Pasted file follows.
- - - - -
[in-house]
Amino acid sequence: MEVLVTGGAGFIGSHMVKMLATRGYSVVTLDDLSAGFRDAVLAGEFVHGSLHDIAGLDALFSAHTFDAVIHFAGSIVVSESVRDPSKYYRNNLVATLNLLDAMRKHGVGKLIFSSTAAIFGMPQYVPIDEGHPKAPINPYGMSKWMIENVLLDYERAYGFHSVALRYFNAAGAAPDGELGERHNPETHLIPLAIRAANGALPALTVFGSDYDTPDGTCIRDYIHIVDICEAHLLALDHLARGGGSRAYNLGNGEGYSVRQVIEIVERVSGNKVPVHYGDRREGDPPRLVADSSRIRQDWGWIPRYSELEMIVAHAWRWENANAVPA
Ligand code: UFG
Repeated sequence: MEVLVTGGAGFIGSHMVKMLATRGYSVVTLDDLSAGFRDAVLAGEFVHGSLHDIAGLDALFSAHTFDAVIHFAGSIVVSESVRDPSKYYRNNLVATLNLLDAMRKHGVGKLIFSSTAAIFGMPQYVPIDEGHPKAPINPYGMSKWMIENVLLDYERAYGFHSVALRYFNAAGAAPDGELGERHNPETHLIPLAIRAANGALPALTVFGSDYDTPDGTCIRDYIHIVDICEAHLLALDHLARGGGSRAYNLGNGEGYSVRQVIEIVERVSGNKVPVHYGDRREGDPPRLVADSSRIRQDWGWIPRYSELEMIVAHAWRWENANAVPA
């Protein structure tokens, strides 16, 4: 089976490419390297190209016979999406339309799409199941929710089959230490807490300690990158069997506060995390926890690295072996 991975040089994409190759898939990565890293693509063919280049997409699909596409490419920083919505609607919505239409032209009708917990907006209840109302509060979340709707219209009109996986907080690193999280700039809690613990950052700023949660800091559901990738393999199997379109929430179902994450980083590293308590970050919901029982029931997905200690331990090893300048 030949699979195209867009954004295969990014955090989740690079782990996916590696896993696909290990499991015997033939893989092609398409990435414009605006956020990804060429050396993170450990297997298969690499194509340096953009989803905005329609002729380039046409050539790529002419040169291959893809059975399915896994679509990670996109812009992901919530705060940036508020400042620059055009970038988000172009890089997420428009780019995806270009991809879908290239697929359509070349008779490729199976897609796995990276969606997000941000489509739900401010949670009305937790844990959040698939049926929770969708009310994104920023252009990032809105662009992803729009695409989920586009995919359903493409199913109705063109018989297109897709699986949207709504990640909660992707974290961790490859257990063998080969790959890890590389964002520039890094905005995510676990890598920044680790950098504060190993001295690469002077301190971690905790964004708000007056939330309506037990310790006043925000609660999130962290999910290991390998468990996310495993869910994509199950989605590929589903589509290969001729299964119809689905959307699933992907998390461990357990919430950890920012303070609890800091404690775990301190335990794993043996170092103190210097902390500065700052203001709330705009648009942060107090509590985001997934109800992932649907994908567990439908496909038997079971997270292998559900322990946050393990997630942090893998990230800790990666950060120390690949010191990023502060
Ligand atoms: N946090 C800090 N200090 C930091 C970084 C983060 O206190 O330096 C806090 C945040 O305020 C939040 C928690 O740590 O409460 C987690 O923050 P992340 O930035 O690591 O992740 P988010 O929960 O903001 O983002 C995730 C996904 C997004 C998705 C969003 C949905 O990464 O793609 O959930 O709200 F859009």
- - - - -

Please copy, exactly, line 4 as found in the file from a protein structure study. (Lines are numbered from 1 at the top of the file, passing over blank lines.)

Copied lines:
Repeated sequence: MEVLVTGGAGFIGSHMVKMLATRGYSVVTLDDLSAGFRDAVLAGEFVHGSLHDIAGLDALFSAHTFDAVIHFAGSIVVSESVRDPSKYYRNNLVATLNLLDAMRKHGVGKLIFSSTAAIFGMPQYVPIDEGHPKAPINPYGMSKWMIENVLLDYERAYGFHSVALRYFNAAGAAPDGELGERHNPETHLIPLAIRAANGALPALTVFGSDYDTPDGTCIRDYIHIVDICEAHLLALDHLARGGGSRAYNLGNGEGYSVRQVIEIVERVSGNKVPVHYGDRREGDPPRLVADSSRIRQDWGWIPRYSELEMIVAHAWRWENANAVPA